Smoke vs Sanity Testing – What's the Difference?

    Tina Vo

    A passionate QA with extensive experience in the field of Software Testing, certified with MBA, ECBA and Scrum Master. Love to share knowledge and discuss Software Testing.

    Published on

    September 7, 2021
    Smoke vs Sanity Testing – What's the Difference?

    In the QA world, Smoke testing and Sanity testing are two types of testing that people usually find confusing. Some people mistakenly believe that they are the same and can be performed interchangeably. Still, they are different testing methods with their own purposes in the Software Testing Life Cycle.

    In this blog post, you'll learn about the difference between smoke testing and sanity testing, how to perform them, then master each one with detailed examples

    What is Smoke testing?

    Smoke testing is a type of testing in which QA will execute a group of the most necessary test cases. This is done to check that the key features of an application work appropriately. In software development, smoke testing mainly focuses on the core functionalities to detect any issues in the initial stage. This will help the development team save time and effort before further development and testing.

    Smoke vs sanity testing techniques may be used along with exploratory testing to make it more effective. Read our guide to Exploratory Testing here.

    How to perform Smoke testing

    When the development team builds a new version of an application (we will call it a new build), testing all aspects of the implementation is time-consuming. Therefore, Smoke testing plays an essential role in helping testers verify the basic features and certify that the build is ready for detailed testing.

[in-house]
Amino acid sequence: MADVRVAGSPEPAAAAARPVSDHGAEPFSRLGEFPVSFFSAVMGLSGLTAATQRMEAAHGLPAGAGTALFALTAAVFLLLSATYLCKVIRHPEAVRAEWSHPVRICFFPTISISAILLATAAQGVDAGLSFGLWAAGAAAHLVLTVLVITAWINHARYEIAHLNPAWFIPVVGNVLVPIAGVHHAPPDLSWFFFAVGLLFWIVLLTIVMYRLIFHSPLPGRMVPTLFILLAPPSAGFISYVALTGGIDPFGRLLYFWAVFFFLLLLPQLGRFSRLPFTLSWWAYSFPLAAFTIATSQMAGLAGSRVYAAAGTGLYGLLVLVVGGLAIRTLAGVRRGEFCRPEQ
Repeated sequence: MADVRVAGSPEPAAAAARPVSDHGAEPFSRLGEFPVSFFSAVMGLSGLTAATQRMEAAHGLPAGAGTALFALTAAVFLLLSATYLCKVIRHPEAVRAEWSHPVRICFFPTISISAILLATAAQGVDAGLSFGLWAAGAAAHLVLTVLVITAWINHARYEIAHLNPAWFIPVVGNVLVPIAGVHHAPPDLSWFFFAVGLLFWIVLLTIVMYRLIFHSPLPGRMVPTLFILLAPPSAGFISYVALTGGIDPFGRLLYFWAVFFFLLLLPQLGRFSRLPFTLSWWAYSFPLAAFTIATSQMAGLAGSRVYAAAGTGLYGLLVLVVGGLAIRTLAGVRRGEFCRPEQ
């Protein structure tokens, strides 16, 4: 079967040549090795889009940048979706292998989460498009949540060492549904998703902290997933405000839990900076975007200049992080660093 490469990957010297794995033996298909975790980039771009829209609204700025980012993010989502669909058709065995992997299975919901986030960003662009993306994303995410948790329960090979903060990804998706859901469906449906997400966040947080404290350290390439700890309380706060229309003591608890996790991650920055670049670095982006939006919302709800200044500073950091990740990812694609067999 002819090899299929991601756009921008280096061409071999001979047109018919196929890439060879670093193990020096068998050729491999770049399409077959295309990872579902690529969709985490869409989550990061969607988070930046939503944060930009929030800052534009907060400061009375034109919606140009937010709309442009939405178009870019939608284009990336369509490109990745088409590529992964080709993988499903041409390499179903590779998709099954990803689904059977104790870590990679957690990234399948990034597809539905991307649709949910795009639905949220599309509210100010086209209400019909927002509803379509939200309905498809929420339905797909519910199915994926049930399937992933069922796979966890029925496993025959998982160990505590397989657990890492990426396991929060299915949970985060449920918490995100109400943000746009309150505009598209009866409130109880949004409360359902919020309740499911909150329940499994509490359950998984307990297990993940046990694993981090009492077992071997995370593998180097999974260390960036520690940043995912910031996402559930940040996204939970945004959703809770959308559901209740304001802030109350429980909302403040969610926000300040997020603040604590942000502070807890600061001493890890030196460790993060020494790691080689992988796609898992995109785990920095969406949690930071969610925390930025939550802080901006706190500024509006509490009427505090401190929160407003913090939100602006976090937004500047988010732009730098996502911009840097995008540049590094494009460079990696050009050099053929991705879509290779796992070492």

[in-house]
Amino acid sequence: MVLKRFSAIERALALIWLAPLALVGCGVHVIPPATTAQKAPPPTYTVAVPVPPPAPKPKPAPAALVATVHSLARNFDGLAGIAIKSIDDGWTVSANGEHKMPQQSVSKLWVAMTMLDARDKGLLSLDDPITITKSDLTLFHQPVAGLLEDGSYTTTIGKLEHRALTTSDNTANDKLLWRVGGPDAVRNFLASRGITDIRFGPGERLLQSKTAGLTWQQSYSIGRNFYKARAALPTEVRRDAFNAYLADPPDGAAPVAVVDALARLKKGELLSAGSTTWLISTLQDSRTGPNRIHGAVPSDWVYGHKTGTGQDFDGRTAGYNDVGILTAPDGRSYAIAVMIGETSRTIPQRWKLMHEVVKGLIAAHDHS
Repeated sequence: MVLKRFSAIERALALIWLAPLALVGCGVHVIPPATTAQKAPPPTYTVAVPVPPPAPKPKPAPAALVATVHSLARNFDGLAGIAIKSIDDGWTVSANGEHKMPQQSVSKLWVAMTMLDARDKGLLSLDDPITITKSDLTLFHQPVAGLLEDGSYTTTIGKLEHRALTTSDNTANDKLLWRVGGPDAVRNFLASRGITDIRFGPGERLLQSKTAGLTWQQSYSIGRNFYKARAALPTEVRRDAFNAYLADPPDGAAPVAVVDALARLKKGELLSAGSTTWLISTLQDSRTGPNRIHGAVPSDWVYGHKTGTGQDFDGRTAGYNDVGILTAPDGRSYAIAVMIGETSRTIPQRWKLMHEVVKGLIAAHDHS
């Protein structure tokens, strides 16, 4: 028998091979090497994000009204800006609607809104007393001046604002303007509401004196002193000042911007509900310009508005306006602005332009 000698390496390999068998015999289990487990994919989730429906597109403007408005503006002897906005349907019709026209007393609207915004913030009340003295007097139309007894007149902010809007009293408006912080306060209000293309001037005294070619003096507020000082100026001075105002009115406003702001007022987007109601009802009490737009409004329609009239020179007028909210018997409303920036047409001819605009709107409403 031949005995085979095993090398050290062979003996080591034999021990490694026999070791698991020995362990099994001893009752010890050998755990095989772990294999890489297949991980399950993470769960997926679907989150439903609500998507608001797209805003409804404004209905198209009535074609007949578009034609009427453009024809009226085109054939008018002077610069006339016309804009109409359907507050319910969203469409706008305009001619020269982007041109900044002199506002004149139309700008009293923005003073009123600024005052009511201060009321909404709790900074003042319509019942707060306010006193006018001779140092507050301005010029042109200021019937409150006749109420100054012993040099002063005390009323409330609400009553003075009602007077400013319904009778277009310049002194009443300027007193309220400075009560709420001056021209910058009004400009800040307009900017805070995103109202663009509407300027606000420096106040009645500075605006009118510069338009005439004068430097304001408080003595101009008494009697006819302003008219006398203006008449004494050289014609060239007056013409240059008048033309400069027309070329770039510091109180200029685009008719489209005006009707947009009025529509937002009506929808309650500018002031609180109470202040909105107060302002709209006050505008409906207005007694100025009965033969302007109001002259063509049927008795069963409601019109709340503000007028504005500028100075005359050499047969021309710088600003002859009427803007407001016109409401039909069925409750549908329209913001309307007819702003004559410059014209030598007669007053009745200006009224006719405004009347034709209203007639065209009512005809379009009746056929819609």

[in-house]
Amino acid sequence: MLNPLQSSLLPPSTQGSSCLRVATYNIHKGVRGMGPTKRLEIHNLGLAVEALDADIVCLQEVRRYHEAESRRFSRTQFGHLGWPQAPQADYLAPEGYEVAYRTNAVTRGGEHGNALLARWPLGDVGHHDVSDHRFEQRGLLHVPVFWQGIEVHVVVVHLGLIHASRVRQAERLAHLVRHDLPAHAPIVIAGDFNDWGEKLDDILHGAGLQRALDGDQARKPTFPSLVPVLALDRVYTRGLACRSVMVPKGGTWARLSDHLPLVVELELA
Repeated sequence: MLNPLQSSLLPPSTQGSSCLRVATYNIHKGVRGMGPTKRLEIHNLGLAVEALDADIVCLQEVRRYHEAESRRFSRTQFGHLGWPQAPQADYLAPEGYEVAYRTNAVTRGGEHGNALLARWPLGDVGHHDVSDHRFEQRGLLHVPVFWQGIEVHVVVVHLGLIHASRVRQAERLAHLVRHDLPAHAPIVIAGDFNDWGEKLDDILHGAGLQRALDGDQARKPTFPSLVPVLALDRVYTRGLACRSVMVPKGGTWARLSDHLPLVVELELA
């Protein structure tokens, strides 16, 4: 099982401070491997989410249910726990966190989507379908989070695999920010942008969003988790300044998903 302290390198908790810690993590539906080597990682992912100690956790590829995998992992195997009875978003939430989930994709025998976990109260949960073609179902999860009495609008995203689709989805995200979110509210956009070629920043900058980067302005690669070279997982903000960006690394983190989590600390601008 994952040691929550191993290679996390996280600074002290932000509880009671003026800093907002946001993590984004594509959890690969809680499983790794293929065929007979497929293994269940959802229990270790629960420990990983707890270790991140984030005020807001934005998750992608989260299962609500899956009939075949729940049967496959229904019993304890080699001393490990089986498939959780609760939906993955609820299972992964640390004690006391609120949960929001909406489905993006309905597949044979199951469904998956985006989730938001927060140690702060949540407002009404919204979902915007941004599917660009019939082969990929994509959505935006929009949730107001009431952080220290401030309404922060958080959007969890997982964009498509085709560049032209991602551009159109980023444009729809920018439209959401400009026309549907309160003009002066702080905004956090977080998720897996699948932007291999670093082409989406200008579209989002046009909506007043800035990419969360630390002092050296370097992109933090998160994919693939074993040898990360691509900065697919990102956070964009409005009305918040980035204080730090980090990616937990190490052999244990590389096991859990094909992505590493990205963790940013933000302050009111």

Smoke testing is done without creating new test cases. Testers will choose a minimal number of test cases from the existing test case suite based on the most critical functionalities of the application. The objective is to ensure that these test cases are enough to cover the significant workflow with positive scenarios and valid data.

    If the Smoke tests pass, the QA will carry out in-depth testing. What if the tests fail and introduce issues? The development team would then need to fix them before renewing the build for the QA team a second time.

    Example: Let's consider the Bird Eats Bug application, which has four important features like Login, Recording video, Uploading video, and Viewing video after uploading. To conduct Smoke testing, we will run main test cases in the following steps:

    • Login page with valid input
    • After that, we will check the recording, uploading, and viewing of a video.
    • If all four critical features work fine, the application is stable to do exhaustive testing.
    Image depicting steps to run main test cases

    Advantages & disadvantages


    • Detect blocker or critical issues earlier. Smoke test suite contains the most critical tests that QA will perform when getting a new build before testing further.
    • It saves testing efforts if critical bugs are discovered during smoke test execution. It's not worth it for QA to test a broken build because it's not ready to ship. The build will not be accepted and returned to developers immediately without doing deeper and detailed testing.
    • In smoke tests, only a small subset of test cases are executed. They are usually executed and return results quickly. It helps teams to make decisions faster.
    • Smoke tests are usually automated and integrated with CI/CD pipeline. Hence, this creates a constant feedback loop for every code change applied to the application. As a result, developers can detect the issues by themselves when making a change in the application without going through QA efforts.


    • It only covers the most critical tests. Testers will find not all issues in smoke tests.